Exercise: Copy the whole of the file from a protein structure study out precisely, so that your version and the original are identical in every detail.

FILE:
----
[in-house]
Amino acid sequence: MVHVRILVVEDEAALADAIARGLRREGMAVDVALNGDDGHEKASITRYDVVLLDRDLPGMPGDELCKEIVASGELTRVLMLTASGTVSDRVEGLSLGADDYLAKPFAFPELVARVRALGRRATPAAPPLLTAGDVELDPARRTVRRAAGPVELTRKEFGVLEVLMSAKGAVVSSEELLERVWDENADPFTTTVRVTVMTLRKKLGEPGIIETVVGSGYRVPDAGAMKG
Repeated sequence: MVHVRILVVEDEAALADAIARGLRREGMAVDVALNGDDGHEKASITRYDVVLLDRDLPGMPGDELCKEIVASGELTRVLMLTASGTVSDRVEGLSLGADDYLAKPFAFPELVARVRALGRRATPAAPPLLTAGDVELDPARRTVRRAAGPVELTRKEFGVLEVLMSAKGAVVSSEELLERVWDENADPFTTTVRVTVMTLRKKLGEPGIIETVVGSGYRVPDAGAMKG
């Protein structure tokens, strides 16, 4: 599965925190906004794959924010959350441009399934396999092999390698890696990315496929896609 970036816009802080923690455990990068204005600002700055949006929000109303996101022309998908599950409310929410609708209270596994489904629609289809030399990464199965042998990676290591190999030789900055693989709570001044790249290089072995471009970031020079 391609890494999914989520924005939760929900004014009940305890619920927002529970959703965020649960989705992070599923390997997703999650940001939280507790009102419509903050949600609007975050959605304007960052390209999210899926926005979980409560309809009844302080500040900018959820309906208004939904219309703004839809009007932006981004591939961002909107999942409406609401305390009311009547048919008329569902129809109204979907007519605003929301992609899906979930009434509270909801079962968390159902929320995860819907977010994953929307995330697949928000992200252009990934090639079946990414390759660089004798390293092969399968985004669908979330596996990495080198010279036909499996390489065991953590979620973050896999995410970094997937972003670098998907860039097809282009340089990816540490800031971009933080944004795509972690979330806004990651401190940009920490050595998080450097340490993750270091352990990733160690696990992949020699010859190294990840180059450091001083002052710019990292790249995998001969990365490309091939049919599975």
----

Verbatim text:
[in-house]
Amino acid sequence: MVHVRILVVEDEAALADAIARGLRREGMAVDVALNGDDGHEKASITRYDVVLLDRDLPGMPGDELCKEIVASGELTRVLMLTASGTVSDRVEGLSLGADDYLAKPFAFPELVARVRALGRRATPAAPPLLTAGDVELDPARRTVRRAAGPVELTRKEFGVLEVLMSAKGAVVSSEELLERVWDENADPFTTTVRVTVMTLRKKLGEPGIIETVVGSGYRVPDAGAMKG
Repeated sequence: MVHVRILVVEDEAALADAIARGLRREGMAVDVALNGDDGHEKASITRYDVVLLDRDLPGMPGDELCKEIVASGELTRVLMLTASGTVSDRVEGLSLGADDYLAKPFAFPELVARVRALGRRATPAAPPLLTAGDVELDPARRTVRRAAGPVELTRKEFGVLEVLMSAKGAVVSSEELLERVWDENADPFTTTVRVTVMTLRKKLGEPGIIETVVGSGYRVPDAGAMKG
């Protein structure tokens, strides 16, 4: 599965925190906004794959924010959350441009399934396999092999390698890696990315496929896609 970036816009802080923690455990990068204005600002700055949006929000109303996101022309998908599950409310929410609708209270596994489904629609289809030399990464199965042998990676290591190999030789900055693989709570001044790249290089072995471009970031020079 391609890494999914989520924005939760929900004014009940305890619920927002529970959703965020649960989705992070599923390997997703999650940001939280507790009102419509903050949600609007975050959605304007960052390209999210899926926005979980409560309809009844302080500040900018959820309906208004939904219309703004839809009007932006981004591939961002909107999942409406609401305390009311009547048919008329569902129809109204979907007519605003929301992609899906979930009434509270909801079962968390159902929320995860819907977010994953929307995330697949928000992200252009990934090639079946990414390759660089004798390293092969399968985004669908979330596996990495080198010279036909499996390489065991953590979620973050896999995410970094997937972003670098998907860039097809282009340089990816540490800031971009933080944004795509972690979330806004990651401190940009920490050595998080450097340490993750270091352990990733160690696990992949020699010859190294990840180059450091001083002052710019990292790249995998001969990365490309091939049919599975």